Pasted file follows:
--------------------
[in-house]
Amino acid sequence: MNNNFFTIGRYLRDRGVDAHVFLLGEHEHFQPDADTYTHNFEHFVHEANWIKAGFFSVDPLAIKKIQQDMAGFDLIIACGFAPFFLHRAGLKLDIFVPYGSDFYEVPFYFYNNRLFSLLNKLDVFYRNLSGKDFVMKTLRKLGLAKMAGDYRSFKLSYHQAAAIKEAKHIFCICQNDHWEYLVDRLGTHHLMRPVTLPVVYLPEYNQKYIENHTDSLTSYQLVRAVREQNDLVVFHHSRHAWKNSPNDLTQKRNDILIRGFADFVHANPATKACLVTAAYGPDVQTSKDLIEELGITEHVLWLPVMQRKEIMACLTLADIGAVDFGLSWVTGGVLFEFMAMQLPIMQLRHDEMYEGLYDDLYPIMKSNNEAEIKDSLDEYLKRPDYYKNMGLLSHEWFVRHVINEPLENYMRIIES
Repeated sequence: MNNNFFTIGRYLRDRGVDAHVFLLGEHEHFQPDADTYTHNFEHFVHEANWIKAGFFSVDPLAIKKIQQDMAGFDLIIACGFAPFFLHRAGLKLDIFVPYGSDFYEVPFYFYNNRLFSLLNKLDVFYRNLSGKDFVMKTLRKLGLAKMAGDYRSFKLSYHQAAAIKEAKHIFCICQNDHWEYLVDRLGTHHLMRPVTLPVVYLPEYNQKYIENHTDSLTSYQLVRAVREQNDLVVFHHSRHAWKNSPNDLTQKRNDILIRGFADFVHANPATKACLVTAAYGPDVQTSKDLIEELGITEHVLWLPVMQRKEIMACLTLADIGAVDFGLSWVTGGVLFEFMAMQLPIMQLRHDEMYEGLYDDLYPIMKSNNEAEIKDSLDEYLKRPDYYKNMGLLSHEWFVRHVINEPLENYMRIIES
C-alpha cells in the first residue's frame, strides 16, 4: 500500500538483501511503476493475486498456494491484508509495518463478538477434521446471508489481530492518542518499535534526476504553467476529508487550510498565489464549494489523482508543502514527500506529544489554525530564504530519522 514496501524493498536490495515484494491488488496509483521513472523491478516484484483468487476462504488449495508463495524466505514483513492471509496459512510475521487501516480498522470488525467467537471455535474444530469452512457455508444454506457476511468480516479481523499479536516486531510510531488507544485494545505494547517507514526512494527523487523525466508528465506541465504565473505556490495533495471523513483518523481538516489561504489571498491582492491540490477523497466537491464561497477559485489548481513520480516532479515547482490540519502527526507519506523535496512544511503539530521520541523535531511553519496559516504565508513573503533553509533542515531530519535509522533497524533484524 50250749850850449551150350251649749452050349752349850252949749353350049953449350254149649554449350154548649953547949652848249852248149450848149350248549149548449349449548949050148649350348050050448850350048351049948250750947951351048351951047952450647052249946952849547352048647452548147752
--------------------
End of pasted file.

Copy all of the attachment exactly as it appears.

[in-house]
Amino acid sequence: MNNNFFTIGRYLRDRGVDAHVFLLGEHEHFQPDADTYTHNFEHFVHEANWIKAGFFSVDPLAIKKIQQDMAGFDLIIACGFAPFFLHRAGLKLDIFVPYGSDFYEVPFYFYNNRLFSLLNKLDVFYRNLSGKDFVMKTLRKLGLAKMAGDYRSFKLSYHQAAAIKEAKHIFCICQNDHWEYLVDRLGTHHLMRPVTLPVVYLPEYNQKYIENHTDSLTSYQLVRAVREQNDLVVFHHSRHAWKNSPNDLTQKRNDILIRGFADFVHANPATKACLVTAAYGPDVQTSKDLIEELGITEHVLWLPVMQRKEIMACLTLADIGAVDFGLSWVTGGVLFEFMAMQLPIMQLRHDEMYEGLYDDLYPIMKSNNEAEIKDSLDEYLKRPDYYKNMGLLSHEWFVRHVINEPLENYMRIIES
Repeated sequence: MNNNFFTIGRYLRDRGVDAHVFLLGEHEHFQPDADTYTHNFEHFVHEANWIKAGFFSVDPLAIKKIQQDMAGFDLIIACGFAPFFLHRAGLKLDIFVPYGSDFYEVPFYFYNNRLFSLLNKLDVFYRNLSGKDFVMKTLRKLGLAKMAGDYRSFKLSYHQAAAIKEAKHIFCICQNDHWEYLVDRLGTHHLMRPVTLPVVYLPEYNQKYIENHTDSLTSYQLVRAVREQNDLVVFHHSRHAWKNSPNDLTQKRNDILIRGFADFVHANPATKACLVTAAYGPDVQTSKDLIEELGITEHVLWLPVMQRKEIMACLTLADIGAVDFGLSWVTGGVLFEFMAMQLPIMQLRHDEMYEGLYDDLYPIMKSNNEAEIKDSLDEYLKRPDYYKNMGLLSHEWFVRHVINEPLENYMRIIES
C-alpha cells in the first residue's frame, strides 16, 4: 500500500538483501511503476493475486498456494491484508509495518463478538477434521446471508489481530492518542518499535534526476504553467476529508487550510498565489464549494489523482508543502514527500506529544489554525530564504530519522 514496501524493498536490495515484494491488488496509483521513472523491478516484484483468487476462504488449495508463495524466505514483513492471509496459512510475521487501516480498522470488525467467537471455535474444530469452512457455508444454506457476511468480516479481523499479536516486531510510531488507544485494545505494547517507514526512494527523487523525466508528465506541465504565473505556490495533495471523513483518523481538516489561504489571498491582492491540490477523497466537491464561497477559485489548481513520480516532479515547482490540519502527526507519506523535496512544511503539530521520541523535531511553519496559516504565508513573503533553509533542515531530519535509522533497524533484524 50250749850850449551150350251649749452050349752349850252949749353350049953449350254149649554449350154548649953547949652848249852248149450848149350248549149548449349449548949050148649350348050050448850350048351049948250750947951351048351951047952450647052249946952849547352048647452548147752